You Should Definitely Try to See the Perseid Meteor Shower Tonight

Perseid meteors above the al Azraq desert on 13 August 2002 using a ten minute exposure. Meteors are the debris left by a passing comet infiltrating the Earth's atmosphere

You Should Definitely Try to See the Perseid Meteor Shower Tonight

The first total eclipse of the sun in 99 years that will cover parts of the nation from the Pacific to Atlantic is on August 21, but for space buffs, tonight brings a different kind of awe.

In August of 2018, the Perseid meteor shower will be pretty incredible, as the peak night for seeing it will coincide with a new moon. In 1833, another Leonid storm reportedly had a rate of at least tens of thousands meteors per hour.

But while viewing meteors may be more hard this year, enterprising viewers who trek out to rural or suburban areas with less light pollution can still see some meteors. This means it will be nearly impossible to see any meteors after the moon rises.

The comet is the largest object known to repeatedly pass by the earth and has a nucleus width of about 26 km. "Some meteor showers are slow, but we are moving into the Perseid stream so they are coming at us quite swiftly". Debris from the comet breaks off and can drift in space for years before being captured by Earth's gravity and falling into the sky.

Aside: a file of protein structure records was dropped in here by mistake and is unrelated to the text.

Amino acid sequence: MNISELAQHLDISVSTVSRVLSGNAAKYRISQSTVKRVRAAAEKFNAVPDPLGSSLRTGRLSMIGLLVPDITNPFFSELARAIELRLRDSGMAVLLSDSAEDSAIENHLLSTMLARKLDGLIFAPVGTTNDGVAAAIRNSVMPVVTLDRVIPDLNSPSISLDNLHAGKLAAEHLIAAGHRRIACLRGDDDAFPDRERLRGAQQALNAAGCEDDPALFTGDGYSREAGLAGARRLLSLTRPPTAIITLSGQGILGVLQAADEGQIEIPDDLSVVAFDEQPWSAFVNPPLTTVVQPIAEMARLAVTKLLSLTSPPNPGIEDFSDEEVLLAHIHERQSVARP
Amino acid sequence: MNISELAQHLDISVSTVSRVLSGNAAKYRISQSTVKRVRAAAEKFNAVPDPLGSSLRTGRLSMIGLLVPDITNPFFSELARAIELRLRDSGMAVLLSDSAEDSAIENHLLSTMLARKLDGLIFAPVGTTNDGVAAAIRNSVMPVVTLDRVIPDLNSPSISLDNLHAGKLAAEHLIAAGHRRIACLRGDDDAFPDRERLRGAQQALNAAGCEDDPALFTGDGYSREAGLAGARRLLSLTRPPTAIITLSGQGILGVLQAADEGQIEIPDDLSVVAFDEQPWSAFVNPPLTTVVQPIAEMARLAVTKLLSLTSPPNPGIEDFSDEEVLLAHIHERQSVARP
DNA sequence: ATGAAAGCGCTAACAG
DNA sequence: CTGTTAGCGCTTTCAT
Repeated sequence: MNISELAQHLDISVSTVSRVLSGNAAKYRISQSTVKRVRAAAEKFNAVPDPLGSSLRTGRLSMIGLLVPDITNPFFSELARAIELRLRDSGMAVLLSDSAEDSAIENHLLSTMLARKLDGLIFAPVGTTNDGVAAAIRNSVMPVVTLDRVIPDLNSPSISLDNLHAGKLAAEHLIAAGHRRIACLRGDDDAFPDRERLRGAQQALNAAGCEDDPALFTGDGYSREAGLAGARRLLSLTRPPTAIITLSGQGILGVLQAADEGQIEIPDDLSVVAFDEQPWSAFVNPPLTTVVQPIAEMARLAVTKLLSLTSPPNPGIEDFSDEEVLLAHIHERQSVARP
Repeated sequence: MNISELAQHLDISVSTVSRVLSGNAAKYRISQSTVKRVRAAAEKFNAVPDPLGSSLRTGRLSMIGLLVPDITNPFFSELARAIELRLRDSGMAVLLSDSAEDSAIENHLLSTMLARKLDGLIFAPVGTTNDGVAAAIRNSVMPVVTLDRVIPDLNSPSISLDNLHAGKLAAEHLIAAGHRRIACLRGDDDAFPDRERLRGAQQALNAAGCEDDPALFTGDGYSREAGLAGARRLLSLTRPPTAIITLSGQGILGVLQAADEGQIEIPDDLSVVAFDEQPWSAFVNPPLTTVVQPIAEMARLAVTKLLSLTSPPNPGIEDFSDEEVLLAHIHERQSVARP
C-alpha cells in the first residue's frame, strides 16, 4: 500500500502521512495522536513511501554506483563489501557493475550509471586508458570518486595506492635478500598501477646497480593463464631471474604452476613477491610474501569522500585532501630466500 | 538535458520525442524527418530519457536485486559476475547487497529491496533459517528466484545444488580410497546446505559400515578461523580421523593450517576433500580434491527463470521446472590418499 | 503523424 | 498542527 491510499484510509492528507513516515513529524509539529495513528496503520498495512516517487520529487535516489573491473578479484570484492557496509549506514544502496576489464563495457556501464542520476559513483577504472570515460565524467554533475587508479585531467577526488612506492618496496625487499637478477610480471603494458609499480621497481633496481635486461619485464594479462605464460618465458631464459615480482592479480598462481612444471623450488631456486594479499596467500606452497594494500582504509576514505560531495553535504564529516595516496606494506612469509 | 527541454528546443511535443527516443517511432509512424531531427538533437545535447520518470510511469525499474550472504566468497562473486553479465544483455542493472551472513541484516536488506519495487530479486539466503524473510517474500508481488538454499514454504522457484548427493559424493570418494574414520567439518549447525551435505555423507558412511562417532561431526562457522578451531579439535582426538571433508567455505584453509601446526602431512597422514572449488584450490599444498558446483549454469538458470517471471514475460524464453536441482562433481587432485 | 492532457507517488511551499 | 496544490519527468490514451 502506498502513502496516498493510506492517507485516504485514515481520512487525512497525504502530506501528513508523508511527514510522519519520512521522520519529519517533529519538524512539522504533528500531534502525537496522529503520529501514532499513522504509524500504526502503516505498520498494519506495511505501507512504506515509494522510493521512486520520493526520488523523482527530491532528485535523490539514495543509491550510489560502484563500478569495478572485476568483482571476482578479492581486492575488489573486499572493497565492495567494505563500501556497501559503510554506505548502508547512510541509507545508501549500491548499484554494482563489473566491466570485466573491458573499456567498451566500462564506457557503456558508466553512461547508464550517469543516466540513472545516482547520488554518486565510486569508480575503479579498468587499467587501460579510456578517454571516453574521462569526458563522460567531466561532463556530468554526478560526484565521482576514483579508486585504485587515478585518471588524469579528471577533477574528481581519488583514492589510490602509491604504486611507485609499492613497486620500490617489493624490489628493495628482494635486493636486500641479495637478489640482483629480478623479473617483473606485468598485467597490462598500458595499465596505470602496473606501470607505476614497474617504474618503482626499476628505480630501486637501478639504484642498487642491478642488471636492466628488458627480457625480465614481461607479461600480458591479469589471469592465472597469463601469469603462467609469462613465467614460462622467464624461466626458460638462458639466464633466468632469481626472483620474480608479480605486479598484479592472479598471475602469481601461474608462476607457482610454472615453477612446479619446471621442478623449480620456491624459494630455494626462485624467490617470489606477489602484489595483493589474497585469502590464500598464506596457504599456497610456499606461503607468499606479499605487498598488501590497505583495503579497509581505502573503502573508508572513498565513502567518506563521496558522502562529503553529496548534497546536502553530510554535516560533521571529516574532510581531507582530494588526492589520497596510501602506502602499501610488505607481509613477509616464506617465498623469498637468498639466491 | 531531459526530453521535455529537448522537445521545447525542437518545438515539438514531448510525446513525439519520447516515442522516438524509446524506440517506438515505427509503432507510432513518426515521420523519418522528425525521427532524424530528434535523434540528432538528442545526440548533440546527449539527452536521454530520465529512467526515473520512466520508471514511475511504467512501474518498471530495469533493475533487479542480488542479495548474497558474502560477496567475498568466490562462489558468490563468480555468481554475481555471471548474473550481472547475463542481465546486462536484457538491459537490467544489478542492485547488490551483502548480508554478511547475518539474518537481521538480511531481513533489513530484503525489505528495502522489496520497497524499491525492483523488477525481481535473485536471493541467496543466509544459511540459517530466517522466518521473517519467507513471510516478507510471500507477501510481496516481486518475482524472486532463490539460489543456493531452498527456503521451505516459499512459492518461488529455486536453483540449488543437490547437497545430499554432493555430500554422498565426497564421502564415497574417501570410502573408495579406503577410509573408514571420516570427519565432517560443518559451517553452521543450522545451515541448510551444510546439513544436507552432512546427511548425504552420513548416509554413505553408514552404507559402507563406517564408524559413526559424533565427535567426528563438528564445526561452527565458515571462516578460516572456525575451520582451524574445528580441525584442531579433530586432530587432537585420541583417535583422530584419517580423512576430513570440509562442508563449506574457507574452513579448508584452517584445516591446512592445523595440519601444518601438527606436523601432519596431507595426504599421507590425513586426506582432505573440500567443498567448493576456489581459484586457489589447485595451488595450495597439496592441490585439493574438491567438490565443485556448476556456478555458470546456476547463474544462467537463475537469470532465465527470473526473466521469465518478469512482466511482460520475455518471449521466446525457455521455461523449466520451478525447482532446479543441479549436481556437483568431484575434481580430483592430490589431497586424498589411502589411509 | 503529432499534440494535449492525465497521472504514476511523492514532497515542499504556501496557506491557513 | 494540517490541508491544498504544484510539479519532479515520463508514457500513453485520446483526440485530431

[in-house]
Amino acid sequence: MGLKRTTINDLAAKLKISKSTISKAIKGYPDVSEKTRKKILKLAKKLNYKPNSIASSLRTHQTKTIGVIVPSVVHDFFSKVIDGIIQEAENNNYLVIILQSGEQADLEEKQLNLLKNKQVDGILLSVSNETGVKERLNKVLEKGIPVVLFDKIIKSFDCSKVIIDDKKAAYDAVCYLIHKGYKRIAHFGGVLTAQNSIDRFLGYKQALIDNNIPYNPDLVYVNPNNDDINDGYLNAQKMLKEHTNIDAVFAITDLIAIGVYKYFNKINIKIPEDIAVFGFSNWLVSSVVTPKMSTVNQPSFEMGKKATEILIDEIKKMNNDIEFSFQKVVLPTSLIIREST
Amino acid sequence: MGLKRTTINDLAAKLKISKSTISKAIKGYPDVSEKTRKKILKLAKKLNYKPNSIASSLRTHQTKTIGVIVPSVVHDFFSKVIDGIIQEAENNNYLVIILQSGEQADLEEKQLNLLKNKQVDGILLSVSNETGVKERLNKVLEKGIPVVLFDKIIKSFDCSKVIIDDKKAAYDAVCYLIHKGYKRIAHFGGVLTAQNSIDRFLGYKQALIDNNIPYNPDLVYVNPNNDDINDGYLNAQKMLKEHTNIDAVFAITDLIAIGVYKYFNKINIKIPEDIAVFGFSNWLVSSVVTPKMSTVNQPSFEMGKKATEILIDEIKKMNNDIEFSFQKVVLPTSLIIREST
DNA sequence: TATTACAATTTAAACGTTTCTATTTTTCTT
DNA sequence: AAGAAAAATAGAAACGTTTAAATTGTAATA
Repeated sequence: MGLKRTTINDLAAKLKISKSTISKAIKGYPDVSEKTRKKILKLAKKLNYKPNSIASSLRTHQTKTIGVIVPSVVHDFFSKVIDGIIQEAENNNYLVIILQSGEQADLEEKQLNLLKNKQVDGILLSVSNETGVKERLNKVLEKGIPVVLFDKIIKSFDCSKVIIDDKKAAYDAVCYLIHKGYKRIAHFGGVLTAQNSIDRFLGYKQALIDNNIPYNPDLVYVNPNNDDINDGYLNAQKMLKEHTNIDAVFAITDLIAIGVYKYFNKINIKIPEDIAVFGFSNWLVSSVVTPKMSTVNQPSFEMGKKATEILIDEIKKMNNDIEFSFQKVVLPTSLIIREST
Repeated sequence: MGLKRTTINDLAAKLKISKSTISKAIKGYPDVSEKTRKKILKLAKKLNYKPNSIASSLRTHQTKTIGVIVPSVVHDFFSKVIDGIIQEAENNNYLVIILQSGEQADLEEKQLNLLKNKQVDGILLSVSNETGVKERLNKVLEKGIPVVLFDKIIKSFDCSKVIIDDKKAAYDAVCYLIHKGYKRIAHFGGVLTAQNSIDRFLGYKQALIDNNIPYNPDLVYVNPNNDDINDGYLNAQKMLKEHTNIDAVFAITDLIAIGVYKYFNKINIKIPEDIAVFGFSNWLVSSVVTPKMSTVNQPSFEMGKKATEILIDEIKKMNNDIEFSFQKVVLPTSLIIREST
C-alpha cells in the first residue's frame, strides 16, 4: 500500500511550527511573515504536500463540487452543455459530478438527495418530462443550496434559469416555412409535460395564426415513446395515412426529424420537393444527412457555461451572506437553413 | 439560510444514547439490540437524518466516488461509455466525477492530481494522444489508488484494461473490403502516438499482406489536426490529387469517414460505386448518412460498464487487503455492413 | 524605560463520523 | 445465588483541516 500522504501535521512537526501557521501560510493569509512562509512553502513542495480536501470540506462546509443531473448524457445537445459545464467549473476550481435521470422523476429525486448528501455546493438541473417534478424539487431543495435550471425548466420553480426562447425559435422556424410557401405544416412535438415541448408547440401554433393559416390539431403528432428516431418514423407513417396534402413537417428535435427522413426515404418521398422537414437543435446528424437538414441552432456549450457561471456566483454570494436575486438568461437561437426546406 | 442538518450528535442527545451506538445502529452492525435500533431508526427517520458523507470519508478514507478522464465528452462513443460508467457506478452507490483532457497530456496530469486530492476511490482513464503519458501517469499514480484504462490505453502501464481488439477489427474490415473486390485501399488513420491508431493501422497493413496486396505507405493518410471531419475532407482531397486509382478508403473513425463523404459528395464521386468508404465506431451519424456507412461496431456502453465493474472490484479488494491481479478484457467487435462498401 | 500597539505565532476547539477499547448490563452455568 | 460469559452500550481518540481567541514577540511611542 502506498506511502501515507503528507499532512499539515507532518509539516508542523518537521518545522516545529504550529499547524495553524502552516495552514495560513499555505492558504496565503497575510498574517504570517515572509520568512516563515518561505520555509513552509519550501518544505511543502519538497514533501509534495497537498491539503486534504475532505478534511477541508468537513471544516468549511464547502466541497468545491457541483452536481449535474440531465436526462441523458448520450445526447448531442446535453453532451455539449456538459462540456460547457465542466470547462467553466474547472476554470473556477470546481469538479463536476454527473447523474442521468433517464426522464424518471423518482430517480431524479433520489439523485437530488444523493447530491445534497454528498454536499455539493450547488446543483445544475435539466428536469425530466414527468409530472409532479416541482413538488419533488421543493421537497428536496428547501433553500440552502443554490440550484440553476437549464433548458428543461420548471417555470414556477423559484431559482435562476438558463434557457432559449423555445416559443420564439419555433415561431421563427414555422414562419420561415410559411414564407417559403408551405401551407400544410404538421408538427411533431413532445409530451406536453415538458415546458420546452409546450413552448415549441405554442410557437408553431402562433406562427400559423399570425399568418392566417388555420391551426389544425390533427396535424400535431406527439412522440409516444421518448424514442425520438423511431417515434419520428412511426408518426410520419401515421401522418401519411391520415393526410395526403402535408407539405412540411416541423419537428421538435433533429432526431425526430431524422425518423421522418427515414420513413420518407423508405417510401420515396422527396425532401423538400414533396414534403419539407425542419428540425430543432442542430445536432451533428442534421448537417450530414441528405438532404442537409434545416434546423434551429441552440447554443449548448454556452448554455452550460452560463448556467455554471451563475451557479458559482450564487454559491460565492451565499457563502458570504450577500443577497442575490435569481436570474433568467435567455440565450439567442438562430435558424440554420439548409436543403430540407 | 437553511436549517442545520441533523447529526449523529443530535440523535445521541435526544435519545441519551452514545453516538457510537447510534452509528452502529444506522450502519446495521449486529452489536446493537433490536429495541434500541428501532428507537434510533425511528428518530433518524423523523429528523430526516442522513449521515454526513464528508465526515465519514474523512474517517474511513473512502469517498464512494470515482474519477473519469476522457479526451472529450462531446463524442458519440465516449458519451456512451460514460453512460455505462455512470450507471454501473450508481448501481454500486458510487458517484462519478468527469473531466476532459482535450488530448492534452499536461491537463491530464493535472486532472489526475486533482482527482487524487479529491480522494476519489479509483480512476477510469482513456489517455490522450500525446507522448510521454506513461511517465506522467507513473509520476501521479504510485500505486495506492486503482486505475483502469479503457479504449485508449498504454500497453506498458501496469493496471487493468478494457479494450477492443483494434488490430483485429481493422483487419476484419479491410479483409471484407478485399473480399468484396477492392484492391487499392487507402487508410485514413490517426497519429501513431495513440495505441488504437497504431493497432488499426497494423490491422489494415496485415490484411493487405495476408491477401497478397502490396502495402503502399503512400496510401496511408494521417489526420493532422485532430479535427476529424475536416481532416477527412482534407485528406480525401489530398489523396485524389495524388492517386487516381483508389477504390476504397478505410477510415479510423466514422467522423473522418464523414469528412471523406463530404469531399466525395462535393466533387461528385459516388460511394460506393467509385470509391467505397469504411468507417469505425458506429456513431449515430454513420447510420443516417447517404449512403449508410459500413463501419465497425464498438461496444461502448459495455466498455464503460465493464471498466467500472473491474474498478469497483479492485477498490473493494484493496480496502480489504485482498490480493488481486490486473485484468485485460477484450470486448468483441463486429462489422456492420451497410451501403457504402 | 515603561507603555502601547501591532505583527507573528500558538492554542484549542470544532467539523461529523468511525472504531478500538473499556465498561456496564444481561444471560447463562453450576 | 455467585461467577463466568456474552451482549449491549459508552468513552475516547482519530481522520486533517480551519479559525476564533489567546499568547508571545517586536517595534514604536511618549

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But you don't have to me a club member to watch the meteors at the park.

With only a few clouds in the forecast tonight, some of us could see a few meteors streaking across the Valley.

Interested viewers should find a dark, flat area where they can have a good view of the sky and be prepared to wait. The Perseids promise to be unusually bright 80-100 instead of "shooting stars" per hour, you will see up to 200 meteors.

Following the full moon from August 7, a rather bright waning gibbous on Saturday night could affect your ability to see the shower, impacting the visibility of about half the meteors.

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